517 West 98th Street
Bloomington, MN 55420
April 14th, 2011 – Buffet
There is a first time for everything. I have never eaten at a new restaurant and planned to return as soon as possible, that same week. I would have eaten at Surabhi two days in a row if it had been possible.
Surabhi offers a lunch buffet for $8.95 every day except Tuesday. We were told we could not order off the menu during the lunch buffet.
The buffet offered approximately four meat dishes. I sampled a creamy dish with bite-sized pieces of boneless, skinless chunks of chicken. The sauce was a mildly spicy curry, gravy of some sort and the chicken was tender. I also tried a small spoonful of goat curry. I remember the curry being tasty and not memorably spicy. The boneless piece of goat was very tender and almost reminded me of slightly gamy beef.
Also offered was a selection of pickles, a mild coconut chutney, and various spicy sauces. The coconut chutney tasted more of the earthiness of coconut, as in coconut water rather than coconut shrimp. I tried Rasam, which the website describes as a sweet and spicy tamarind-flavored soup. Personally, I found it to be decent, but a bit thin and mild. The Palek Paneer made of spinach and small cubes of cheese was addictive. The gravy seemed richer and spicier than other versions I have tried. The lentil daal was also very flavorful and spicier than other daals I have tried.
I tried the Gobi Manchuria, fried pieces of cauliflower coated in a sweetish chili sauce. The sauce was more sweet than spicy and the cauliflower was a bit soggy though I didn’t mind. The only other time I tried Gobi Manchuria was at the annual Indian Festival located in Downtown Saint Paul where it was slightly saucier and soggier. The naan was delicious, reminding me of the scallion pancakes at Grand Szechuan because it was a bit oily (in a good way), and almost flaky. Besides soaking up the rich and spicy gravies with naan, I also enjoyed trying the dosas, thin rice crepes the size of a plate.
I have never eaten at a South Indian restaurant so I can not compare my meal to other South Indian restaurants. All I can say is that the food tasted richer and spicier than the North Indian restaurants I have tried in the Twin Cities area. I read a review from the Minneapolis and St. Paul Restaurant Critics Blog that was not so impressed with Surabhi. In comparison, I would agree that most of the dishes were served at a lukewarm temperature and that the rice crepes may have been made a head of time, but the buffet food was actually spicy and tasted so good that I wasn’t that bothered by serving temperature.
April 17, 2011 – Take-out dinner
And so I return with my significant other. We ordered the following for take-out:
-Mixed vegetable pakora ($4.95)
-Garlic naan ($2.50)
-Tandoor mixed grill, Thali meal ($16.95)
-Palak paneer, spicy, Thali meal ($11.95)
Dinner entrees can be ordered as a Thali meal, meaning entrees include plain naan or poori, daal, sambaar, rasam, raita, and rice, sweet mango chutney or spicy carrot chutney and dessert. We did not specify Thali preferences and received a generous portion of naan, basmati rice, and kheer which was a sweet rice pudding with cashews and fruit. When I return, I will definitely specify that I would like to try both the mango chutney and spicy chutney which were not offered upon ordering or included in our order.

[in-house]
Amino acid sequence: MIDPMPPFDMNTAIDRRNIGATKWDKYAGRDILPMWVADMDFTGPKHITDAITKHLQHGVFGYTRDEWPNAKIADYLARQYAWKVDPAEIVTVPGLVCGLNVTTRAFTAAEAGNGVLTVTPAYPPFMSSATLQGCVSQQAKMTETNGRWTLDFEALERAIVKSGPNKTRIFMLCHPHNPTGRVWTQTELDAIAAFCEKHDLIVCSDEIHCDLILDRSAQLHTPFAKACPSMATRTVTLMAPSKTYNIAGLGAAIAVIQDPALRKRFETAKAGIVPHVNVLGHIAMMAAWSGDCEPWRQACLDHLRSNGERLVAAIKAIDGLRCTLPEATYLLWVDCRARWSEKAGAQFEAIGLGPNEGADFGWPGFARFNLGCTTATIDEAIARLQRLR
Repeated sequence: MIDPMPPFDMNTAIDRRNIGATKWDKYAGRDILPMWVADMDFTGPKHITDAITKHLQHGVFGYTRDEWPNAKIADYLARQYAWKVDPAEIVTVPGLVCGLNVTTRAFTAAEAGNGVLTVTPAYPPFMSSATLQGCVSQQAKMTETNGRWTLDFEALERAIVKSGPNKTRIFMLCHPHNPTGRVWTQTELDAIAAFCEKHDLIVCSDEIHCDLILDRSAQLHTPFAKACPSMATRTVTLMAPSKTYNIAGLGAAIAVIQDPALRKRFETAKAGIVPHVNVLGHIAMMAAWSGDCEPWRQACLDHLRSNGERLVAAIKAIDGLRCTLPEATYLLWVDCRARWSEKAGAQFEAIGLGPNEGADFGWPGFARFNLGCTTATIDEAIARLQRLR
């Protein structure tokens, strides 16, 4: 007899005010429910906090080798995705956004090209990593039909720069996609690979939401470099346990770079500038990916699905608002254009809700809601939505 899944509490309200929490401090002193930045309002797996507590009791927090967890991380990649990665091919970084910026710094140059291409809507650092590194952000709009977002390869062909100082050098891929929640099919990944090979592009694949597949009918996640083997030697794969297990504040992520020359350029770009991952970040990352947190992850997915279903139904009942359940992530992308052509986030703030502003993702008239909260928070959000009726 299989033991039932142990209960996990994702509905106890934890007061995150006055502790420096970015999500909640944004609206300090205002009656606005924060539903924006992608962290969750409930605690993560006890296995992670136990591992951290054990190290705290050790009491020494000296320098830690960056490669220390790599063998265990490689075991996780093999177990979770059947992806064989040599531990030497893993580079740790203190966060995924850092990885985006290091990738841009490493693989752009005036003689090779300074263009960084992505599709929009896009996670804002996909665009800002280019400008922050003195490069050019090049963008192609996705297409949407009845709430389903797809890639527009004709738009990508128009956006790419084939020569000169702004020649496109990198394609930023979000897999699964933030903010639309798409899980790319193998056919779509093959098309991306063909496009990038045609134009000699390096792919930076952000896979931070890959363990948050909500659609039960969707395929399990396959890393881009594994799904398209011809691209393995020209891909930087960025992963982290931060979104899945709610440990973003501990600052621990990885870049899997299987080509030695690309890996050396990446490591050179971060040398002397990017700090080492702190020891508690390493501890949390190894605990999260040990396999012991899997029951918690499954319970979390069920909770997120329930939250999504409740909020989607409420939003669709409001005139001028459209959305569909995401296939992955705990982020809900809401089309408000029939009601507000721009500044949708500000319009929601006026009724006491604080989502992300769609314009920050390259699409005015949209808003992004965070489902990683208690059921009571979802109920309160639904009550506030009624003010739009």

Mixed vegetable pakora
An extremely generous serving of mixed vegetable pakora was packaged in a paper bag, allowing the vegetables to remain extremely crispy and free from grease. (I am annoyed by restaurants that don’t show their fried take-out orders the “love” they deserve by packaging them in airtight containers which steam the fried foods, making them soggy). The vegetables filled most of a large paper lunch sack and were comprised of fried spinach, mild chiles, thin slices of red potato, eggplant, and onion strings.
We received two pieces of garlic naan in our order. The naan, in general, was thicker and chewier in some places while it was crispier and slightly charred in others, which I find appealing. The garlic naan was appropriately garlicky. The side order of plain naan which came with our Thali meals included at least four pieces of naan.
Lentil daal and raita
The order took 45 minutes-1 hour to complete so I was ravenous by the time we returned home and only took a picture of two of the condiments. The daal was as flavorful and spicy as in the buffet. And by spicy I mean, “has a nice kick” as opposed to “blow your head off.” The raita was on the runny side and surprisingly sweet.
Sidenote: A couple of years ago, I took an interesting cooking class at The Indian Foods Company located in Osseo. The class was situated in a small, Indian food and spice shop in Osseo, owned by an Indian family who grinds their own spices and creates their own spice mixtures. The class was taught in a cozy corner of the shop with a small demonstration kitchen surrounded by a counter and seats. I was among about 5 classmates. We learned how to make basmati rice flavored with toasted spices such as mustard seed and chiles and lime in addition to tandoor chicken made on the grill, raita, aloo gobi, and yogurt sweetened with cardamom rose sugar. I remember I was stuffed to the point of being sick, bought some affordable spice blends, and successfully recreated some of the recipes. The raita was made was of thick yogurt such as fage, diced red onion, cilantro, lime juice and salt. Maybe the sweetness of Surabhi’s yogurt is regional? I think I prefer the savory version.